This Dark Age

A manual for life in the modern world.

By Daniel Schwindt

This Dark Age is now available in paperback on Amazon. The print version is MUCH cleaner than this online version, which is largely unedited and has fallen by the wayside as the project has grown. If you’ve appreciated my writing, please consider leaving a review on the relevant paperback volumes. The print edition also includes new sections (Military History, War Psychology, Dogmatic Theology).

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Security of station and dispassionate judgment

 “Constitutional monarchy offers us…that neutral power so indispensable for all regular liberty. In a free country the king is a being apart, superior to differences of opinion, having no other interest than the maintenance of order and liberty. He can never return to the common condition, and is consequently inaccessible to all the passions that such a condition generates, and to all those that the perspective of finding oneself once again within it necessarily creates in those agents who are invested with temporary power.”

~ Benjamin Constant[1]

We are tempted to think that King Solomon, if he had been one of our duly elected officials, would have actually cut the baby in half. We say this because all elected officials seem to be, at most, half-acceptable specimens. They always split the people down the middle, and in like fashion the justice that emanates from their offices always has an abortive character to it. If a good law enters, it comes out maimed and disfigured beyond recognition because they are bound, by the nature of their position, to always tend toward the ‘happy middle’, the ‘reasonable compromise’.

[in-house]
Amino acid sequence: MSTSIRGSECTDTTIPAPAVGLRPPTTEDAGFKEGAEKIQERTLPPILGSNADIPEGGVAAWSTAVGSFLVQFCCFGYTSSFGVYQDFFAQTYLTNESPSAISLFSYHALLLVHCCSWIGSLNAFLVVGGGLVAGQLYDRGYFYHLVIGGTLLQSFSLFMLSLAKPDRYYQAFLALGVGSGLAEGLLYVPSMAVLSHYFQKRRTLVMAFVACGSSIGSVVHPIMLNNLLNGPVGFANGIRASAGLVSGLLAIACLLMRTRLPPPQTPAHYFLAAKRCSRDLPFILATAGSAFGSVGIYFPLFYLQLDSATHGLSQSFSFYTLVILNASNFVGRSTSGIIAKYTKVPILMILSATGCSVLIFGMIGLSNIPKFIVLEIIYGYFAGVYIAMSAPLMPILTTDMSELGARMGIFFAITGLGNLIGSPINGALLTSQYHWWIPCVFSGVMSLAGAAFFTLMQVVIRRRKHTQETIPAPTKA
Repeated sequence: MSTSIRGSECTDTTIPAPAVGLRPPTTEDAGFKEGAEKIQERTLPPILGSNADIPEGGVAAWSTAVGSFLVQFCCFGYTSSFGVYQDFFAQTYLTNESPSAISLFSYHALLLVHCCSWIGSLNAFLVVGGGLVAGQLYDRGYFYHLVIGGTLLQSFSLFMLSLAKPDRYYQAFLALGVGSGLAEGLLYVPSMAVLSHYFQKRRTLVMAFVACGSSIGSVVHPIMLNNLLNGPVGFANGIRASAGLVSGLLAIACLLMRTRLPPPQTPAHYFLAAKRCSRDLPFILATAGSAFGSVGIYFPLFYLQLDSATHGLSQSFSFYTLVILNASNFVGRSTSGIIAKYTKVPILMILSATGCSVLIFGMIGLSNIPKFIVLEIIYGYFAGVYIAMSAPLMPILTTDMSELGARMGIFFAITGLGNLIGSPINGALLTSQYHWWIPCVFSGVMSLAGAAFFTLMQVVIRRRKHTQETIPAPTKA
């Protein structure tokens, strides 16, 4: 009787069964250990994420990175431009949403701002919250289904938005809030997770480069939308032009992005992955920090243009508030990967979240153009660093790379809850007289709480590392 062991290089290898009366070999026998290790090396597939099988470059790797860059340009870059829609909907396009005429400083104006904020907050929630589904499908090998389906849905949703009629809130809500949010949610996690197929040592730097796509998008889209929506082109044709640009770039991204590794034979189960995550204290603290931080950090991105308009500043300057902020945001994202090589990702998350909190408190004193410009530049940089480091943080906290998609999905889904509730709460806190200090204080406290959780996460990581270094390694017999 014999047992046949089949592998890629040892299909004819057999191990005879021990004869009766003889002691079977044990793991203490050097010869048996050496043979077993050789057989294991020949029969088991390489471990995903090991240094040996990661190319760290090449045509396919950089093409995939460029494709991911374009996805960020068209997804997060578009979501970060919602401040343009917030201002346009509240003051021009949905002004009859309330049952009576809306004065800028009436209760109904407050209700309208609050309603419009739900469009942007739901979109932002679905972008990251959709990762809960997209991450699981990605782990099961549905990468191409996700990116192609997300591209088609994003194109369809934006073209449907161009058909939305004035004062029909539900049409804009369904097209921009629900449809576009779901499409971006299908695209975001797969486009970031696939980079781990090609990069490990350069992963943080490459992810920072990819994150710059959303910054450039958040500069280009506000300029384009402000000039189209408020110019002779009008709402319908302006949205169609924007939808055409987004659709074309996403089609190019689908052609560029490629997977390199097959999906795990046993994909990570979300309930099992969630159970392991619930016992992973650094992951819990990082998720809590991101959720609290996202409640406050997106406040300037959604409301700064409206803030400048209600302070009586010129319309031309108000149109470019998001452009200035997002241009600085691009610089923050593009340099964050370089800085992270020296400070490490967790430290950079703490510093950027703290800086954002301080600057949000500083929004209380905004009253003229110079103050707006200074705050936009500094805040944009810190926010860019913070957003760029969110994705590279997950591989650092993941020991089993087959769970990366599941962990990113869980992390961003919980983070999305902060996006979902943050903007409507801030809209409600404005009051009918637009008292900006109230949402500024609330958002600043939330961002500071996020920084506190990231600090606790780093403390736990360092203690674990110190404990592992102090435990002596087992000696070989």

Objectivity for such men is completely impossible: not only can they not access objective judgment; they cannot access their own judgment at all. Their decisions rest entirely on the will of their constituency, whether that means votes or the moneyed interests responsible for their successful campaigning.

An official whose job is on the line (and an elected official’s job is perpetually on the line) can never detach himself from concern for his own self-preservation, and in fact the quicker and more tumultuous the electoral process, the less he is able to turn his mind away from himself and toward the demands of justice. A king, even a foolish or mediocre one, can at least apply whatever wisdom he has to the task before him; the elected official, on the other hand, even if he is wise, is too busy preserving his job to ever begin doing it.

[1] Benjamin Constant, Constant: Political Writings, pp. 186-187.

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